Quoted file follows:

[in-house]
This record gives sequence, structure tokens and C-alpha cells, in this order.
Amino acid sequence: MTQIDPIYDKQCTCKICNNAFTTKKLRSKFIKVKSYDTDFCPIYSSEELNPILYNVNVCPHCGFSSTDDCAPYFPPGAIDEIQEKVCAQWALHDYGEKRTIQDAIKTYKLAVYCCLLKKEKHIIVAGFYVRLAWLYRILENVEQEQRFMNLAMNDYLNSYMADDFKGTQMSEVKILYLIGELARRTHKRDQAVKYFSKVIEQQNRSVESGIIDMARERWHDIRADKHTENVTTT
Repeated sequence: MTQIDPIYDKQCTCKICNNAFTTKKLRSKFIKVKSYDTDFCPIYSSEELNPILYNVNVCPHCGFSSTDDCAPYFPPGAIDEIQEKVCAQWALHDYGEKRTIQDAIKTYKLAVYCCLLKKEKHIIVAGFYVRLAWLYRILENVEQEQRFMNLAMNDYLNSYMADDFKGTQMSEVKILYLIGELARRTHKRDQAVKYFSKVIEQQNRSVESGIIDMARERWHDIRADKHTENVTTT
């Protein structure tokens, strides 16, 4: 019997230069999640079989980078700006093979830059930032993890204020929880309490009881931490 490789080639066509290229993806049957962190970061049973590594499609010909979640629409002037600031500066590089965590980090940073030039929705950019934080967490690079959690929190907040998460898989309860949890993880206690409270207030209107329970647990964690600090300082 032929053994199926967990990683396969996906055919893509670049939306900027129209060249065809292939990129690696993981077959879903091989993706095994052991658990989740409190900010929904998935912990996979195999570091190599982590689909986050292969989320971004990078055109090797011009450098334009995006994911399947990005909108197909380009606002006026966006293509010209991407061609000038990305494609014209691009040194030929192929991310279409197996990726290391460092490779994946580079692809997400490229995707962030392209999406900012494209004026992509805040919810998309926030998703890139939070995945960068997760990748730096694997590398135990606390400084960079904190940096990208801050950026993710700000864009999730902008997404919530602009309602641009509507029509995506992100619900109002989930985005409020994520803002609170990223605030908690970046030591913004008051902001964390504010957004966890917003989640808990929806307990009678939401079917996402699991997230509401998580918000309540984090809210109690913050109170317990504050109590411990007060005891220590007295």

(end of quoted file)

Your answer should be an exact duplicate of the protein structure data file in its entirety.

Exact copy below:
[in-house]
This record gives sequence, structure tokens and C-alpha cells, in this order.
Amino acid sequence: MTQIDPIYDKQCTCKICNNAFTTKKLRSKFIKVKSYDTDFCPIYSSEELNPILYNVNVCPHCGFSSTDDCAPYFPPGAIDEIQEKVCAQWALHDYGEKRTIQDAIKTYKLAVYCCLLKKEKHIIVAGFYVRLAWLYRILENVEQEQRFMNLAMNDYLNSYMADDFKGTQMSEVKILYLIGELARRTHKRDQAVKYFSKVIEQQNRSVESGIIDMARERWHDIRADKHTENVTTT
Repeated sequence: MTQIDPIYDKQCTCKICNNAFTTKKLRSKFIKVKSYDTDFCPIYSSEELNPILYNVNVCPHCGFSSTDDCAPYFPPGAIDEIQEKVCAQWALHDYGEKRTIQDAIKTYKLAVYCCLLKKEKHIIVAGFYVRLAWLYRILENVEQEQRFMNLAMNDYLNSYMADDFKGTQMSEVKILYLIGELARRTHKRDQAVKYFSKVIEQQNRSVESGIIDMARERWHDIRADKHTENVTTT
């Protein structure tokens, strides 16, 4: 019997230069999640079989980078700006093979830059930032993890204020929880309490009881931490 490789080639066509290229993806049957962190970061049973590594499609010909979640629409002037600031500066590089965590980090940073030039929705950019934080967490690079959690929190907040998460898989309860949890993880206690409270207030209107329970647990964690600090300082 032929053994199926967990990683396969996906055919893509670049939306900027129209060249065809292939990129690696993981077959879903091989993706095994052991658990989740409190900010929904998935912990996979195999570091190599982590689909986050292969989320971004990078055109090797011009450098334009995006994911399947990005909108197909380009606002006026966006293509010209991407061609000038990305494609014209691009040194030929192929991310279409197996990726290391460092490779994946580079692809997400490229995707962030392209999406900012494209004026992509805040919810998309926030998703890139939070995945960068997760990748730096694997590398135990606390400084960079904190940096990208801050950026993710700000864009999730902008997404919530602009309602641009509507029509995506992100619900109002989930985005409020994520803002609170990223605030908690970046030591913004008051902001964390504010957004966890917003989640808990929806307990009678939401079917996402699991997230509401998580918000309540984090809210109690913050109170317990504050109590411990007060005891220590007295």